Is this inverse function continuity proof consistent?

  • Thread starter pc2-brazil
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pc2-brazil
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I am self-studying Calculus and tried to solve the following question:

Homework Statement


Suppose that the function f is continuous and increasing in the closed interval [a, b]. Then
(i) f has an inverse f-1, which is defined in [f(a), f(b)];
(ii) f-1 is increasing in [f(a), f(b)];
(iii) f-1 is continuous in [f(a), f(b)].
The book does the proofs for (i) and (ii). It then proofs (iii) partially by showing that f is continuous in the open interval (a,b).
I must then show that f-1 is continuous in f(a) to the right and continuous in f(b) to the left.

Homework Equations


Definition of unilateral limit to the right:
[tex]\lim_{x\to a^+} f(x) = L[/tex]
if and only if, for every small ε > 0, there is a δ > 0 such that
|f(x) - L| < ε whenever 0 < x - a < δ

The Attempt at a Solution


I will try to do here the proof that f-1 is continuous in f(a) to the right.
Applying the definition of unilateral limit to the right, I must then show that, for every small ε > 0, there is a δ > 0 such that
|f-1(y) - a| < ε whenever 0 < y - f(a) < δ

I begin by defining ε such that a + ε belongs to [f(a), f(b)].
Since a < a + ε, then, since f is increasing:
[tex]f(a) < f(a+\epsilon)[/tex]
Now, since the choice of δ depends upon the choice of ε, I choose δ such that:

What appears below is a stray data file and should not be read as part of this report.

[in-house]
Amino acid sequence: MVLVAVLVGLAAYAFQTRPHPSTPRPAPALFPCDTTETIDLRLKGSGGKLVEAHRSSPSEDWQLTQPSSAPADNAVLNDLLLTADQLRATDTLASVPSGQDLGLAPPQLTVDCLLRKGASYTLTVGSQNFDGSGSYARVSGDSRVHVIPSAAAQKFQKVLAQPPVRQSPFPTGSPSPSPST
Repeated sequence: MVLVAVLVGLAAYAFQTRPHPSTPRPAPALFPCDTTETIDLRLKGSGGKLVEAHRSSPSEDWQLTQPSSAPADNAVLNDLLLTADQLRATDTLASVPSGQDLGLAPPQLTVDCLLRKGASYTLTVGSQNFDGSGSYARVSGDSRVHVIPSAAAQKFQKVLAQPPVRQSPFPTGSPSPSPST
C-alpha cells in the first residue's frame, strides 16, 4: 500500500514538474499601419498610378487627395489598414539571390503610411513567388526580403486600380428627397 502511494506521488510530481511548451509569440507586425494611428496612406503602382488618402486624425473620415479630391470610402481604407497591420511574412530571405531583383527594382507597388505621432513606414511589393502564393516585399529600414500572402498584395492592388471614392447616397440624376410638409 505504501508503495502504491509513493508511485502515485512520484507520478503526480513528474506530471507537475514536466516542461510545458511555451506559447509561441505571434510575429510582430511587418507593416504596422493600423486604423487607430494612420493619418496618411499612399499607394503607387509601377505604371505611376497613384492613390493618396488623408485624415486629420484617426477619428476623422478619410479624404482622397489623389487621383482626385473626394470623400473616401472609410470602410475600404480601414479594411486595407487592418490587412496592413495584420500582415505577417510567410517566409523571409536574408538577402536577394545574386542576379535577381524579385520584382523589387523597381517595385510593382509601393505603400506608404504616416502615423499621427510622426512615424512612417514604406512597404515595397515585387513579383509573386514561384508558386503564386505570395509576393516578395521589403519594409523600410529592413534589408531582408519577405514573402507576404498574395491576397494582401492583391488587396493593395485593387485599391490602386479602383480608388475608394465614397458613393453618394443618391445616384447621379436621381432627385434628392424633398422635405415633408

[tex]\delta \leq f(a+\epsilon) - f(a)[/tex]
[tex]f(a)+\delta \leq f(a+\epsilon)[/tex]
Now, from the definition of the limit above, I know that:
[tex]0 < y - f(a) < \delta[/tex]
Summing f(a) to every term:
[tex]f(a) < y < f(a) + \delta[/tex]
So, combining this with the δ chosen above:
[tex]f(a) < y < f(a) + \delta \leq f(a+\epsilon)[/tex]
Since f and f-1 are both increasing:
[tex]f^{-1}(f(a)) < f^{-1}(y) < f^{-1}(f(a+\epsilon))[/tex]
[tex]a < f^{-1}(y) < a+\epsilon[/tex]
Subtracting a from every term:
[itex]0 < f^{-1}(y) - a < \epsilon[/itex] whenever [itex]0 < y - f(a) < \delta[/itex]
which appears to be the desired result, except for the lack of absolute value. I imagine the absolute value didn't appear here because [itex]f^{-1}[/itex] is an increasing function.

Thank you in advance.
 
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Answers and Replies

  • #2
micromass
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This looks ok to me!!

And indeed, you don't need that absolute value in the end because the function is monotone.
 

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